Welcome to Brownwood

by DFWBeast

Copyright© 2014 by DFWBeast

: This is a short detailed description of Brownwood. It's intended to be used as a supplement or prelude to any of the Brownwood Collection stories. It is NOT a story in itself, so voting has been turned off.

Tags: Fiction  

Author's Note: This is not a complete story and is intended as supplement for stories that are part of the Brownwood Collection. Hopefully it will give readers a more detailed description of the Brownwood setting. Since this isn't an actual story, scoring has been turned off.

The following excerpts were taken from a business relocation scouting report from Meyer, Jameson and Associates to an undisclosed client.

Updated: August 2014

General City Overview

Brownwood is a small Midwestern city of about 100,000 people located about an hour to an hour and a half north of a major metropolitan city known locally as "The City." It is the county seat and thus houses the Johnson County Courthouse and correctional facility. Crystal Lake State Park, located five miles to the northwest, is also economically and socially tied to Brownwood.

Logistical Makeup

Brownwood has two main thoroughfares; Interstate 45 is the primary north-south avenue while State Highway 10 provides east-west access. Railroad tracks that run NNW-SSE mark the eastern most edge of the city. State Park Road provides the western border. Main Street located just west of Interstate 45, runs north and south and is an integral business thoroughfare.

Additional east-west access in Brownwood is provided by North Precinct Line and Southtown Road. These also indicate the northern and southern boundaries of the city.

Historical Landmarks and Local Flavor

Brownwood has several historical landmarks that add to the personality of this city. The Hawthorne Hotel was once one of the premier hotels in the state and the Collins Feed Mill is still the largest grain mill in the state. Both have been in operation since the 1950's.

The most identifiable landmark is the Town Square. It consists of a large city park that splits Main Street in the heart of downtown Brownwood. It is surrounded by a multitude of businesses including the First Bank of Brownwood, the Hawthorne Hotel on the north side and City Hall and the Johnson County Courthouse on the south.

One of the more colorful examples of local folklore revolves around the term, Johnson County Princess, or JCP. Multiple generations ago, a family with five daughters moved to Brownwood. They were exceptionally beautiful. Their beauty became so widely known that their female descendants were highly prized and referred to as Johnson County Princesses.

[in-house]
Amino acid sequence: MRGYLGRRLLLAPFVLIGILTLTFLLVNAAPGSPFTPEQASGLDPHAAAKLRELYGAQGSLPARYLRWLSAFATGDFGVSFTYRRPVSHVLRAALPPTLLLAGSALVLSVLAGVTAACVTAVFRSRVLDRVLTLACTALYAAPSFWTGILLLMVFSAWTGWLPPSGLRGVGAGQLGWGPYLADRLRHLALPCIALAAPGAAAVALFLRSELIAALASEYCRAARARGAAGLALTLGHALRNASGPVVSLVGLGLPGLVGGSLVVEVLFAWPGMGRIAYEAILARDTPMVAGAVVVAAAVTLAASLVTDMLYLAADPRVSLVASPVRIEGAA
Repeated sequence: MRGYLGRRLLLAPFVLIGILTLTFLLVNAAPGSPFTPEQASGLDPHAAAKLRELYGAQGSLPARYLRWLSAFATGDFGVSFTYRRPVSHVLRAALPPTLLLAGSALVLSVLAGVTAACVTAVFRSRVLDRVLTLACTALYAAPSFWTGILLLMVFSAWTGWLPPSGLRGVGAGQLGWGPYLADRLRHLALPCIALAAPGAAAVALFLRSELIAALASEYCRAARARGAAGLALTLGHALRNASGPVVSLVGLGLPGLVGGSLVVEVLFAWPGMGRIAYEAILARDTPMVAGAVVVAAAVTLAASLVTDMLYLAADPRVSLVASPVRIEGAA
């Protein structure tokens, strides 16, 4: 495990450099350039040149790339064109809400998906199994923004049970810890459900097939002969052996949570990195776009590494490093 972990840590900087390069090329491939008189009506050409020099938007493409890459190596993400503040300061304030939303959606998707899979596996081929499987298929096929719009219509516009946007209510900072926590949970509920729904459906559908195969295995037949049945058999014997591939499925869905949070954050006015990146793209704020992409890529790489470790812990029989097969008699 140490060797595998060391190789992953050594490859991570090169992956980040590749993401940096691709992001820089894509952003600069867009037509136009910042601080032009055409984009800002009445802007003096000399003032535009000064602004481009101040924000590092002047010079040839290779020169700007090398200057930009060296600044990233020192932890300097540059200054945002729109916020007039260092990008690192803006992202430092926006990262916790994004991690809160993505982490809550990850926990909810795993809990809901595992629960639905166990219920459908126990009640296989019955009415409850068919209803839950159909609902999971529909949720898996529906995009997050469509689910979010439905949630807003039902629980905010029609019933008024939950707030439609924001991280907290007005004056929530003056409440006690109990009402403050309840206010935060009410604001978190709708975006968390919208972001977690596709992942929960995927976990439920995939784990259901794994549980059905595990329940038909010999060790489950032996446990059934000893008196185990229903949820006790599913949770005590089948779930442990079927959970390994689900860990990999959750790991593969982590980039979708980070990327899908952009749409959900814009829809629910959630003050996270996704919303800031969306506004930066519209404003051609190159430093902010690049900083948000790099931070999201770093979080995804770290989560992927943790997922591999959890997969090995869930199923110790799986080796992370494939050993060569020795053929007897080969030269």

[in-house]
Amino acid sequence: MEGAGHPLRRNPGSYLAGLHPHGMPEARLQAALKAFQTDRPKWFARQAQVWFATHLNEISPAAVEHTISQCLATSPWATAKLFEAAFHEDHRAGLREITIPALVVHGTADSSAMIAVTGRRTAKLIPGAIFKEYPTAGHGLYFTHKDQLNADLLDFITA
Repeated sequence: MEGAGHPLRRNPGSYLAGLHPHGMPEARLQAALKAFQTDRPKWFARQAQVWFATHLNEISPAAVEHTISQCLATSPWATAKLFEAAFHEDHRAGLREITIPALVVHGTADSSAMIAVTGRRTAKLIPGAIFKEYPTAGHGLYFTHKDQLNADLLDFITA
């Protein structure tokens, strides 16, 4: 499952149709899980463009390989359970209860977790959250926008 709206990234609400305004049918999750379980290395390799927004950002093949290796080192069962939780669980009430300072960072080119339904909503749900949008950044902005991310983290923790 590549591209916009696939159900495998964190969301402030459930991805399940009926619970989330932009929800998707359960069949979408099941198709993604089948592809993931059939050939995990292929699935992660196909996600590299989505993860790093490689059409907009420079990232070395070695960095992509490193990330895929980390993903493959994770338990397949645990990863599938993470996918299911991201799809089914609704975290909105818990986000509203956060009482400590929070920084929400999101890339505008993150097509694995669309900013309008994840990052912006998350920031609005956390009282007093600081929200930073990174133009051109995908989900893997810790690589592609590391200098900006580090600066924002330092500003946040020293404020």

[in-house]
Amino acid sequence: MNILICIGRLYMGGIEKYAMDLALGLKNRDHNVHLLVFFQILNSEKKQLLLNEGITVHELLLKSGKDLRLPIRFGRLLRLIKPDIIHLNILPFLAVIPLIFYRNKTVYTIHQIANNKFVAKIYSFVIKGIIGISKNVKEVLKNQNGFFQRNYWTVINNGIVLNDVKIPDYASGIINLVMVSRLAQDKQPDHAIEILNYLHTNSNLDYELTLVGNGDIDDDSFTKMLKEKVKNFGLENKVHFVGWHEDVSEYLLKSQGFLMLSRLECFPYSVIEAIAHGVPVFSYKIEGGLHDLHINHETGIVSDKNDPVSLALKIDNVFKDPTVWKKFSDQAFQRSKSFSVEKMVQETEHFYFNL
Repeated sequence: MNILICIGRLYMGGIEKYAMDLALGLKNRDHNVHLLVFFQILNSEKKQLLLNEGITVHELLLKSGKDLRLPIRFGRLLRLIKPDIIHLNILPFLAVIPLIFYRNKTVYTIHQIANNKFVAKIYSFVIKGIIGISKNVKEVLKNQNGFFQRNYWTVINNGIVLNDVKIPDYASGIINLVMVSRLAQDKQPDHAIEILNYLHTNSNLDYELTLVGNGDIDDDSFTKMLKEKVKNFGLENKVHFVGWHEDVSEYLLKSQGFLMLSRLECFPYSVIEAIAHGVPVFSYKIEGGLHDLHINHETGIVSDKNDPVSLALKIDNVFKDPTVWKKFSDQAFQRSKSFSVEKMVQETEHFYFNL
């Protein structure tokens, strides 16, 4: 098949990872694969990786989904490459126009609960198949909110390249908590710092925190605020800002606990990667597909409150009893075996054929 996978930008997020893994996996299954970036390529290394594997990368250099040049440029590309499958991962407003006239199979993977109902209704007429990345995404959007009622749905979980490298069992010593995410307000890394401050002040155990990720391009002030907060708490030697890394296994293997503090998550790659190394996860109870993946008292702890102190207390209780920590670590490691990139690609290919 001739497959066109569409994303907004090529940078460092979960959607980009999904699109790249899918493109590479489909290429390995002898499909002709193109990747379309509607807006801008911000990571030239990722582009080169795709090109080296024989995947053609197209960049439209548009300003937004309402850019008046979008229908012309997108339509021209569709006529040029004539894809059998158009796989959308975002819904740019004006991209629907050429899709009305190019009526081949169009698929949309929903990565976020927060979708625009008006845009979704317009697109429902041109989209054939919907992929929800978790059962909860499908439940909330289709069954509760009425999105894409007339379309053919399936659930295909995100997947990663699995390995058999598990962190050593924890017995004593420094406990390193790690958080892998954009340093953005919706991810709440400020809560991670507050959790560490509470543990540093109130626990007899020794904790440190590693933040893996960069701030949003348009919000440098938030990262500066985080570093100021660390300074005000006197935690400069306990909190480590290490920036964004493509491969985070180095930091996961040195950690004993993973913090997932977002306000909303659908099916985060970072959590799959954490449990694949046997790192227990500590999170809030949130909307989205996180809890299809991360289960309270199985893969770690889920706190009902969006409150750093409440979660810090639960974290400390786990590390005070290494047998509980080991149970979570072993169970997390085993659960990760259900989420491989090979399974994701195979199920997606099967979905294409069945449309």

These physical traits have been passed down through the generations and are still very noticeable. A typical JCP is around five feet tall, very petite, round face, small upturned nose with a childlike voice. They are also very well endowed, to the point that it looks almost abnormal on their small frames. They're best described by the locals as ''the result of one of Santa's elves mating with a Barbie doll!"


There are three principal economic centers in Brownwood. The first is in the northeast corner of the city where you find the Mid-State Battery plant and the Collins Feed Mill. The second is Main Street and the Town Square which is the heart of the city. Finally to the southeast is the Brownwood Industrial Park and Lakewood Mall.

Besides these business centers, one can easily identify the economic layout of Brownwood by observing its housing additions. The larger more expensive homes being in the north while the low income housing and mobile home parks being off of Southtown Road.

The only exception to this is the Manor Street Estates. These large estates are found only a few blocks west of the Town Square. Most of the older prominent families live in these mansions.

Other than Manor Street, the Twin Oaks and Brownwood Heights housing additions boast most of the nicest homes in Brownwood. Both are located next to the Twin Oaks Country Club north of North Precinct Line.

Political and Local Influences

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